AMD recently unveiled preliminary details of its forthcoming GPU architecture, Vega. The brand-new high-performance GPU architecture enables new possibilities in PC gaming, professional design, and machine intelligence that traditional GPU architectures have not been able to address effectively.
Data-intensive workloads are becoming the new normal, and the parallel nature of the GPU lends itself ideally to tackling them. However, processing these huge new datasets requires fast access to massive amounts of memory. The Vega architecture's memory subsystem enables GPUs to address very large datasets spread across a mix of memory types. The high-bandwidth cache controller in Vega-based GPUs can access on-package cache and off-package memories in a flexible, programmable fashion using fine-grained data movement.
Highlights of the Vega GPU architecture’s advancements include:
The most advanced GPU memory architecture. The Vega architecture enables a new memory hierarchy for GPUs. This new approach comes in the form of a new high-bandwidth cache and its controller. The cache features leading-edge HBM2 technology, which is capable of transferring terabytes of data every second, doubling the bandwidth-per-pin over the previous generation HBM technology. HBM2 also enables much greater capacity at less than half the footprint of GDDR5 memory. Vega architecture is optimized for streaming very large datasets and can work with a variety of memory types with up to 512TB of virtual address space.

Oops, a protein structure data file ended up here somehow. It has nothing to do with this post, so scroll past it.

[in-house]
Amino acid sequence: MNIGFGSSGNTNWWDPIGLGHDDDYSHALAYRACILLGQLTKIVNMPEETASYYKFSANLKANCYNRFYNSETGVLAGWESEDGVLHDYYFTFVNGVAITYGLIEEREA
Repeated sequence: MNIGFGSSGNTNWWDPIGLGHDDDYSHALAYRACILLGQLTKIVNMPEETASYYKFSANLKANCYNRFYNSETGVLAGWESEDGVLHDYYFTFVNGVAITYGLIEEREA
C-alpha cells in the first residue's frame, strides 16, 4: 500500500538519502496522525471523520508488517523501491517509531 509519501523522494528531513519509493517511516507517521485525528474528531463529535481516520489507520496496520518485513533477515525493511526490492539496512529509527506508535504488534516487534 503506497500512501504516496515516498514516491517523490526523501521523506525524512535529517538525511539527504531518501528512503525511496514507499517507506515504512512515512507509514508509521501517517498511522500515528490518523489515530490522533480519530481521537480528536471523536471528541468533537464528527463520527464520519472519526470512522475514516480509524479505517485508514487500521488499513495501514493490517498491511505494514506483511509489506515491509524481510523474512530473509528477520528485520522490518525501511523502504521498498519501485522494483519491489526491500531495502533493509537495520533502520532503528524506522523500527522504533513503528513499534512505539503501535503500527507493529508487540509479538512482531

Next-generation geometry pipeline. Today’s games and professional applications make use of incredibly complex geometry enabled by the extraordinary increase in the resolutions of data acquisition devices. The hundreds of millions of polygons in any given frame have meshes so dense that there are often many polygons being rendered per pixel. Vega’s next-generation geometry pipeline enables the programmer to extract efficiency in processing this complex geometry, while also delivering more than 200% of the throughput-per-clock over previous Radeon architectures.1 It also features improved load-balancing with an intelligent workload distributor to deliver consistent performance.
Next-generation compute engine. At the core of the Vega architecture is a new, next-generation compute engine built on flexible compute units that can natively process 8-bit, 16-bit, 32-bit, or 64-bit operations in each clock cycle.2 These compute units are optimized to attain significantly higher frequencies than previous generations and their support of variable data types makes the architecture highly versatile across workloads.
Advanced pixel engine. The new Vega pixel engine employs a Draw Stream Binning Rasterizer, designed to improve performance and power efficiency. It allows for “fetch once, shade once” of pixels through the use of a smart on-chip bin cache and early culling of pixels invisible in a final scene. Vega’s pixel engine is now a client of the onboard L2 cache, enabling considerable overhead reduction for graphics workloads, which perform frequent read-after-write operations.
GPU products based on the Vega architecture are expected to ship in the first half of 2017.